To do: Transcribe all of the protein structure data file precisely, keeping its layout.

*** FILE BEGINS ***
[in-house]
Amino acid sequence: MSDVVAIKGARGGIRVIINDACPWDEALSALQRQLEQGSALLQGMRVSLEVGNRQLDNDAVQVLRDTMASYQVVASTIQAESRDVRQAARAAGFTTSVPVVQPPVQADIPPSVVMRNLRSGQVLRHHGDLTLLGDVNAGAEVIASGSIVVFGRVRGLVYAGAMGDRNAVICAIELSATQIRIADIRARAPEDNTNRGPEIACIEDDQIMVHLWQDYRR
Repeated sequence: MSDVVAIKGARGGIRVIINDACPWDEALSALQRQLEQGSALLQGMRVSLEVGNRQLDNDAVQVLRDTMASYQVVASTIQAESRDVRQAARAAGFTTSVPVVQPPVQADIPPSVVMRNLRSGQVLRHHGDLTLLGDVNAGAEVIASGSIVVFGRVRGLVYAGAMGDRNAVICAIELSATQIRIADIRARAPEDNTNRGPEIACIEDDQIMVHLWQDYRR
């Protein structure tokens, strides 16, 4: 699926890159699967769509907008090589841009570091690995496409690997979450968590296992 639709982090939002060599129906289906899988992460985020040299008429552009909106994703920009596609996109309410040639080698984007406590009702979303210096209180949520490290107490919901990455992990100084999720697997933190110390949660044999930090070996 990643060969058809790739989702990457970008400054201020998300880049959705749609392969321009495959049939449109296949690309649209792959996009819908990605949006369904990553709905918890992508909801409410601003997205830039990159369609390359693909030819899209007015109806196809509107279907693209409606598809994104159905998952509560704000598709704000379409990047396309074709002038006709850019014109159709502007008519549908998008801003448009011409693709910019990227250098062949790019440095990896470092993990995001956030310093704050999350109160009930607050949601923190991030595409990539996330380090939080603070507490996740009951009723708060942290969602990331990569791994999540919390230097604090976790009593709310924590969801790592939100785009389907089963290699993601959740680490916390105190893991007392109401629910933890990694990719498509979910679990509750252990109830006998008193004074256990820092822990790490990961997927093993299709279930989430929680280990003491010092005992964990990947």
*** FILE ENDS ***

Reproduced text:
[in-house]
Amino acid sequence: MSDVVAIKGARGGIRVIINDACPWDEALSALQRQLEQGSALLQGMRVSLEVGNRQLDNDAVQVLRDTMASYQVVASTIQAESRDVRQAARAAGFTTSVPVVQPPVQADIPPSVVMRNLRSGQVLRHHGDLTLLGDVNAGAEVIASGSIVVFGRVRGLVYAGAMGDRNAVICAIELSATQIRIADIRARAPEDNTNRGPEIACIEDDQIMVHLWQDYRR
Repeated sequence: MSDVVAIKGARGGIRVIINDACPWDEALSALQRQLEQGSALLQGMRVSLEVGNRQLDNDAVQVLRDTMASYQVVASTIQAESRDVRQAARAAGFTTSVPVVQPPVQADIPPSVVMRNLRSGQVLRHHGDLTLLGDVNAGAEVIASGSIVVFGRVRGLVYAGAMGDRNAVICAIELSATQIRIADIRARAPEDNTNRGPEIACIEDDQIMVHLWQDYRR
């Protein structure tokens, strides 16, 4: 699926890159699967769509907008090589841009570091690995496409690997979450968590296992 639709982090939002060599129906289906899988992460985020040299008429552009909106994703920009596609996109309410040639080698984007406590009702979303210096209180949520490290107490919901990455992990100084999720697997933190110390949660044999930090070996 990643060969058809790739989702990457970008400054201020998300880049959705749609392969321009495959049939449109296949690309649209792959996009819908990605949006369904990553709905918890992508909801409410601003997205830039990159369609390359693909030819899209007015109806196809509107279907693209409606598809994104159905998952509560704000598709704000379409990047396309074709002038006709850019014109159709502007008519549908998008801003448009011409693709910019990227250098062949790019440095990896470092993990995001956030310093704050999350109160009930607050949601923190991030595409990539996330380090939080603070507490996740009951009723708060942290969602990331990569791994999540919390230097604090976790009593709310924590969801790592939100785009389907089963290699993601959740680490916390105190893991007392109401629910933890990694990719498509979910679990509750252990109830006998008193004074256990820092822990790490990961997927093993299709279930989430929680280990003491010092005992964990990947």